It is quite possible that other territories, like Antigua, where immigration can affect their politics and economics, especially in these difficult economic times, may follow Barbados in revising the immigration laws. Is this the end of the CSME free movement idea that was supposed to become a reality?

    – Ecoanalyst – June 12, 2009

    Like

  48. Adrian Hinds July 8, 2009 at 9:16 PM #

    TRINIDAD POSTPONE LOCAL ELECTIONS:

    Local Government elections postponed
    News Articles – Regional
    Written by CMC
    Sunday, 05 July 2009 20:51
    PORT-OF-SPAIN, Trinidad (CMC) – The main opposition United National Congress (UNC) Sunday criticised plans by the Patrick Manning government to postpone Local Government elections for the fourth time since 2003 saying it is an erosion of democracy in Trinidad & Tobago.

    The government has already laid in Parliament, the Municipal Corporations (Amendment) Bill 2007 that would give effect to plans to postpone the elections as part of the Local Government reform initiative.

    The Bill, as well as the Local Government Bill 2009, will be debated in Parliament on Monday.

    The Municipal Corporation Bill states, “the term of office of each councillor shall continue for 12 months from the date of expiry of the existing term of office, as though each councillor has been elected for an additional period of one year.”

    Chief executive officers and other employees of municipal corporations are to be appointed on contract, according to the planned legislation. They would be appointed by the permanent secretary of the Ministry of Local Government, subject to the approval of the minister.

    Opposition Leader, Basdeo Panday said he is convinced that the government is “afraid” of calling the local polls.

    Like

  49. Adrian Hinds July 8, 2009 at 9:22 PM #

    How do you view this Trini development, Panday’s opinon, why, and Manning’s sudden Initiative To Unify The Eastern Caribbean?

    Here is a perspective:
    —————————————-
    We can safely assume that the urgency and suddenness of the recent Trinidad and Tobago movement towards a political union involving St. Lucia, St. Vincent and Grenada didn’t come about because of any epiphany on the truths of regional integration. Up until last week when they initialed an agreement for political and economic union with the above mentioned states Trinidad was largely still of the mindset that killed the last federation nearly fifty years ago declaring “1 from 10 = 0,” namely that the smaller islands of the eastern Caribbean were Mendicants – not the sort company for an oil-rich state like Trinidad & Tobago. We know that from the way they treated Barbados over the fishing/maritime boundary dispute. To this day they have not concluded a fishing agreement with Barbados its so-called Caricom and potential CSME partner even though the matter was dragged before international courts. Clearly, Trinidad does not see Barbados nor any of the islands of the eastern Caribbean as equals, and consequently do not deserve that respect.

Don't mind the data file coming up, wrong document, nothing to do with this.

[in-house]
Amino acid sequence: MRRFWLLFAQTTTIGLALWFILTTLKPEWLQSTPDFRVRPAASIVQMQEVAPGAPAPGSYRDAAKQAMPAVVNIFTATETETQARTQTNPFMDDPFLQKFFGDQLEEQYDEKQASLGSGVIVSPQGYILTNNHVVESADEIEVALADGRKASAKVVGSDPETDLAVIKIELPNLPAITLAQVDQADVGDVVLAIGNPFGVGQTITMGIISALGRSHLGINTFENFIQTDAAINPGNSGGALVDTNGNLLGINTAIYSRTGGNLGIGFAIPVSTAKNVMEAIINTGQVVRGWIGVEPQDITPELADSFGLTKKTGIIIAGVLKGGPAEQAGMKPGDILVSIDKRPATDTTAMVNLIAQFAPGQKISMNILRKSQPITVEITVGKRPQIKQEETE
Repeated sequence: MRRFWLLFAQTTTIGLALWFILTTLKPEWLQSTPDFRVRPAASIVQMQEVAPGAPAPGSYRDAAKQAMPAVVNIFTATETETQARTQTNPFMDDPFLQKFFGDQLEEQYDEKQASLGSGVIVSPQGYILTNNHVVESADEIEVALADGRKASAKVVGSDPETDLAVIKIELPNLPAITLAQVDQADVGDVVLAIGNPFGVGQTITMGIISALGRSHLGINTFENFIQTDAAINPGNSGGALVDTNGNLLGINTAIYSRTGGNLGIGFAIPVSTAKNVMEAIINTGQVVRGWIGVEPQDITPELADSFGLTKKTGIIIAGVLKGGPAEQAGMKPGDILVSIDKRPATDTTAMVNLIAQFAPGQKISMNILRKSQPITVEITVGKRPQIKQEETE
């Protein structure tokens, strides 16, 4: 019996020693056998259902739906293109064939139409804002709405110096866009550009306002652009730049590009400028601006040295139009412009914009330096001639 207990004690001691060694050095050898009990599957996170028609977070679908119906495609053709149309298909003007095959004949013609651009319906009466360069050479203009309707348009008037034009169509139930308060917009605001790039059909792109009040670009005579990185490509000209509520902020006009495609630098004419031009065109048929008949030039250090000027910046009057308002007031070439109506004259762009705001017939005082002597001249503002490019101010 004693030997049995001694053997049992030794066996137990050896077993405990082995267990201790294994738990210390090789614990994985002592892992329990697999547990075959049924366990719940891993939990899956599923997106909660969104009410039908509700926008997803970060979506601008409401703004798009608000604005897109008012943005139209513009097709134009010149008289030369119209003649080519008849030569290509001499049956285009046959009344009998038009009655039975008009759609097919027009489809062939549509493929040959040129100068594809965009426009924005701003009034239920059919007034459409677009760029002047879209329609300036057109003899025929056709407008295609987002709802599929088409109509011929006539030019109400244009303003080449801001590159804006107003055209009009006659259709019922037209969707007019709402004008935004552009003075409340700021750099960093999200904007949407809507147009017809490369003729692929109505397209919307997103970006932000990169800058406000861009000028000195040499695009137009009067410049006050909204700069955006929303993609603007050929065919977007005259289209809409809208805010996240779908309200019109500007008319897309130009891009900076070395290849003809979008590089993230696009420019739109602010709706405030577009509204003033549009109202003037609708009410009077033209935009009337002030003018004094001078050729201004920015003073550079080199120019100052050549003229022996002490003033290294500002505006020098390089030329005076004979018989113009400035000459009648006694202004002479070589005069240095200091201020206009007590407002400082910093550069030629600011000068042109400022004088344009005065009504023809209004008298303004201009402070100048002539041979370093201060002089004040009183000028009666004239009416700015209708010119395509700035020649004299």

It is doubtful too that it has anything to do with the PetroCaribe agreements these smaller nations have signed with Venezuela, and/or Trinidad with moving to protect its traditional oil markets. The fact of the matter is that Trinidad for decades has been getting out of the oil business simply because it just does not have the oil reserves to be a significant player in the market anymore, and certainly not enough to compete with Venezuela on that score. Besides, with Caricom and CSME the region already had the mechanisms in place to protect Trinidad’s dominant role in the region in oil. It was these mechanisms that former Prime Minister of Barbados Owen Arthur appealed to when his government refused to join the PetroCaribe initiative.